As I've said before, The Last Unicorn is a source of comfort and nostalgia for me. I really want to watch or read it right now, but I'm traveling and unable to access any of my copies of the movie, the book, or the soundtrack. So instead, I'm going to write about it and why it's awesome and any fantasy fan of any age should love it in general, as well as why it's so personal to me. Except not in that order.
|"Am I the only unicorn there is? The last?"|
So when things get really crappy, I like to watch the movie again to try and escape back to that feeling. It may be kind of strange, but if I let myself and don't try too hard, I can kind of forget whatever made me pop it in to begin with, and for that hour-and-a-half, I feel like everything is just fine, and I'm loved and cared for. So I watched it enough as I was growing up that by the time I was in high school, the VHS was worn and didn't work any longer.
|The box is destroyed, too. It took me a long time|
to find an image of the right VHS copy- this thing must
be hard to pretty rare nowadays.
Because here's the thing. I didn't realize it as a kid because unicorn! Prince! Talking cat! But it's actually quite dark and has myriad mature themes running through. And the "d"-word gets said a few times. So I, and a number of fans, absolutely hated the first DVD release because they edited a, "DAMN YOU!" out of one of the best, most moving scenes in the movie (and a, "Damn!" from another scene, which reduced comedic effect). As a kid, I didn't realize how incredibly sad, mournful, and of course angry the character saying it is as the time, but as I grew older, I came to recognize the power of that scene, and now, even though it didn't when I was little, that part makes me cry a little, every time. And yes, the, "DAMN YOU!" in there is incredibly moving because it shows just how broken the character feels- she uncharacteristically lashes out and goes beyond her usually somewhat blunt but sincere nature to one aiming deliberately to hurt. To hurt in the way she felt hurt. And then the moment when she comes around is just as powerful, too.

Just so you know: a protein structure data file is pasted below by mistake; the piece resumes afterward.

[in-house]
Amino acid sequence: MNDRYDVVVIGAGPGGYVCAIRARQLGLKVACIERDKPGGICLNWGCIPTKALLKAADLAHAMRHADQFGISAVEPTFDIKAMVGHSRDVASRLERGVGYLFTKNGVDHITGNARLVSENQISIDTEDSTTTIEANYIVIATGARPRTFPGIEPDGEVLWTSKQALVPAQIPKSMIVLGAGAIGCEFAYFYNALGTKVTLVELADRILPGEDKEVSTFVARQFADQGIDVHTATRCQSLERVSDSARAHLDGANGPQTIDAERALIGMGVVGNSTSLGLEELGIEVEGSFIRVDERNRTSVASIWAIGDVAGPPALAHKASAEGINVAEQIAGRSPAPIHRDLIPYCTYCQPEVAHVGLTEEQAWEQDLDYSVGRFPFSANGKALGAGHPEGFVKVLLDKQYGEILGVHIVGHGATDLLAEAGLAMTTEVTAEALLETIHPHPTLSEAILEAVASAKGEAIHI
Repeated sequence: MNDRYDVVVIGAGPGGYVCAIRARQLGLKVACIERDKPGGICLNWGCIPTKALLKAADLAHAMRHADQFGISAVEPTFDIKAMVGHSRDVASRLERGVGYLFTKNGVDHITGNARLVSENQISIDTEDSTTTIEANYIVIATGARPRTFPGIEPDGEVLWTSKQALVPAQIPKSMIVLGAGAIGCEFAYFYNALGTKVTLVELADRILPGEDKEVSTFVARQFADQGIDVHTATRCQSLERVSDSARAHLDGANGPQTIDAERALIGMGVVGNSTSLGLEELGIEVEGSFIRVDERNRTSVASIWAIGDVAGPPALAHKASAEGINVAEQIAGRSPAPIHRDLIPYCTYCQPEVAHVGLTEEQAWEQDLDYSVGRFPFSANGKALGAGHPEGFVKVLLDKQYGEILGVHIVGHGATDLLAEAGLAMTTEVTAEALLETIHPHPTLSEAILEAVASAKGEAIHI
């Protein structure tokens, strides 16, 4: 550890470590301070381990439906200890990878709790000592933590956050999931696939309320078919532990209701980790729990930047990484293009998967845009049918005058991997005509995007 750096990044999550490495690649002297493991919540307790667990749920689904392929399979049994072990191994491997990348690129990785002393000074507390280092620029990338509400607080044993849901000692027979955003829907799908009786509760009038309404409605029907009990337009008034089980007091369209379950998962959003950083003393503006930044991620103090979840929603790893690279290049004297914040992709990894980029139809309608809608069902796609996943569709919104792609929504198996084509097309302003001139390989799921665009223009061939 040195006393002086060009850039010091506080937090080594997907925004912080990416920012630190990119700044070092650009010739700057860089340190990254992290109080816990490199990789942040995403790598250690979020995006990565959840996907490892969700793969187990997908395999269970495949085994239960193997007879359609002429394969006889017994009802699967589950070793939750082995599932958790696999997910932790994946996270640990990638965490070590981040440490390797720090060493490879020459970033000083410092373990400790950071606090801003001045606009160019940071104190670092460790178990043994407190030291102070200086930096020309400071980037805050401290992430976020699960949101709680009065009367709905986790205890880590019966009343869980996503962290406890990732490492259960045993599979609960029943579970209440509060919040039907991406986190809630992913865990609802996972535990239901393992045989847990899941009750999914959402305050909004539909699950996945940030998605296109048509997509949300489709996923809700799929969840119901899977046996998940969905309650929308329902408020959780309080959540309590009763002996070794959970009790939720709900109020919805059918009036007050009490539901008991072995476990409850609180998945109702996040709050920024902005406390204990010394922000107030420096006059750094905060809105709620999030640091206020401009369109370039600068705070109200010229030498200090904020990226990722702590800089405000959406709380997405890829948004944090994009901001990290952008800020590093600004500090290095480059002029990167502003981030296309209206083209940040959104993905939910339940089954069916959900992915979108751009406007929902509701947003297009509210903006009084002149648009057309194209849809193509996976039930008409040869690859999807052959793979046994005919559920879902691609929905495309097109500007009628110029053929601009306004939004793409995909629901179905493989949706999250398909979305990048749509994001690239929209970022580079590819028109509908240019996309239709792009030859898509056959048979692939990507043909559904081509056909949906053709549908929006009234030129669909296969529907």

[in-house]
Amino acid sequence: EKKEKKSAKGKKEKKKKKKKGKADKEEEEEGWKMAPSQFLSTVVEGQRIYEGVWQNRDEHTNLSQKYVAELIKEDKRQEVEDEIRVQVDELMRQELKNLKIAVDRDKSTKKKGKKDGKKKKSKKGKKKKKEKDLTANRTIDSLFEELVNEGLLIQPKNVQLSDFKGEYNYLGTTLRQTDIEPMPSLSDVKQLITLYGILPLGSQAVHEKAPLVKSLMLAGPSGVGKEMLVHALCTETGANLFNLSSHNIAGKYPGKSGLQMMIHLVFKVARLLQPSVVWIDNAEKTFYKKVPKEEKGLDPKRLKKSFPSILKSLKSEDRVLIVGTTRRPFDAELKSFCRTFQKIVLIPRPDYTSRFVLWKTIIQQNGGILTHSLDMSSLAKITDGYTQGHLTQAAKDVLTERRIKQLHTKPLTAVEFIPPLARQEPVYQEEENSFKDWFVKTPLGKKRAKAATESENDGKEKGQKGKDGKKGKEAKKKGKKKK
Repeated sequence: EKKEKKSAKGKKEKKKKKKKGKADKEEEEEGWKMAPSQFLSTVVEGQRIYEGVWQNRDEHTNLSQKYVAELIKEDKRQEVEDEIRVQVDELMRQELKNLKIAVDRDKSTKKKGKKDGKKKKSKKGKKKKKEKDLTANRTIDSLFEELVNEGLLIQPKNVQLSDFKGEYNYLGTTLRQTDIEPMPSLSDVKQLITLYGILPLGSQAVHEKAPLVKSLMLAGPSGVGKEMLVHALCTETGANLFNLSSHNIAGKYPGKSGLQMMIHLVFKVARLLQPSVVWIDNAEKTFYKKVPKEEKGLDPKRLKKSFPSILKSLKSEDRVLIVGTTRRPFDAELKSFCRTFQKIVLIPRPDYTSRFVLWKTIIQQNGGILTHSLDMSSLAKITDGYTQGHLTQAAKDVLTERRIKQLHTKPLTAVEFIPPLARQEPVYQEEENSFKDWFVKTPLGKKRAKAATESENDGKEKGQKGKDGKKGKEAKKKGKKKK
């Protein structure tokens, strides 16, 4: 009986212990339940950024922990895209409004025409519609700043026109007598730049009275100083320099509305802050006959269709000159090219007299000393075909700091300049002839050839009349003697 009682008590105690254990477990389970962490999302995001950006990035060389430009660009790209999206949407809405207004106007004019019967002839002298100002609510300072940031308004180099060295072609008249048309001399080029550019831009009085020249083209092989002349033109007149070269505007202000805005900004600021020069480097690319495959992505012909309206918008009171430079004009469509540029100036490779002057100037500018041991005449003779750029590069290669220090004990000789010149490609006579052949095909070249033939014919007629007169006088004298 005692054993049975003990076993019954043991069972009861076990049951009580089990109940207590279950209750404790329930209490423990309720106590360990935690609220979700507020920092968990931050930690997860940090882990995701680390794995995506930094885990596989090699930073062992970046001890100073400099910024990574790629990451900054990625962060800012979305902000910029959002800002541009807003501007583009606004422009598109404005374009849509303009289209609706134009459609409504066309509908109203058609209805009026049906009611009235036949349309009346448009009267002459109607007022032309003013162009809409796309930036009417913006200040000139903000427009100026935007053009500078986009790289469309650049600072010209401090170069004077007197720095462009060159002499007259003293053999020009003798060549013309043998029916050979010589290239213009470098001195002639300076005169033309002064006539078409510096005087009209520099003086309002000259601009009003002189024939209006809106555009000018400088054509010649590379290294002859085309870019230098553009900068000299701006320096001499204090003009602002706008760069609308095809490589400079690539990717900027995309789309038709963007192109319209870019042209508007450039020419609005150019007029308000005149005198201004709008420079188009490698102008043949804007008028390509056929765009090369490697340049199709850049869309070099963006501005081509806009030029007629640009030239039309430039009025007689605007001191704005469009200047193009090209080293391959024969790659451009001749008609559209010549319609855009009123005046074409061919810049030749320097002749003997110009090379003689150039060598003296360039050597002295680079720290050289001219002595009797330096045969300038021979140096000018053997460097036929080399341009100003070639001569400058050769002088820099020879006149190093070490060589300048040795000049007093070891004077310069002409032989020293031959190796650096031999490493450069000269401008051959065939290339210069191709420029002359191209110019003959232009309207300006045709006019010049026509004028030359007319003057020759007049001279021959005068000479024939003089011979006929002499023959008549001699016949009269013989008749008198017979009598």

And there are multiple scenes like that in the movie, scenes I came to appreciate for their beauty and poignance when I became old enough to truly appreciate that in a movie.
Some other things I came to appreciate are:
- The art. I made the connection that it reminded me of Thundercats and the animated version of The Hobbit as a young-un, but when I got older, I realized it was produced by Rankin/Bass, the company that made all of those Christmas claymation specials in the sixties*. And I came to realize that yes, Topcraft, the animated studio that provided the art, made all those titles I was thinking of, and was actually the precursor to Studio Ghibli. The detail in the backgrounds, and the character design are incredible, and so many of the stills from the movie make for great wall-hangings (which isn't really the case for most Disney movies, as much as I love Disney).
- The voice acting. Just look at this cast. Come the fuck on.
- The music. It has a few lovely themes that invoke notions of a place and time closer to the Dark Ages or medieval times, yet it still manages to sound contemporary. The songs by America are kind of corny on their own, yeah, but they fit the film perfectly. And I really enjoy the song Prince Lier sings because when you read or listen to the lyrics, you realize it has a very complex rhyming scheme, and the lyrics themselves are delightful and perfectly fitting for the way the film portrayed Lir. And the harmonies that pop out in the end when Lady Amalthea joins in the tune are wonderful. In truth, pretty much all of the songs have relatively sophisticated rhyme schemes and any time there are harmonies, they're lovely. (And yeah, Mia Farrow is terrible singing her solo song- that's why another woman does it on the soundtrack, and also for her reprise during Lir's song in the movie already.)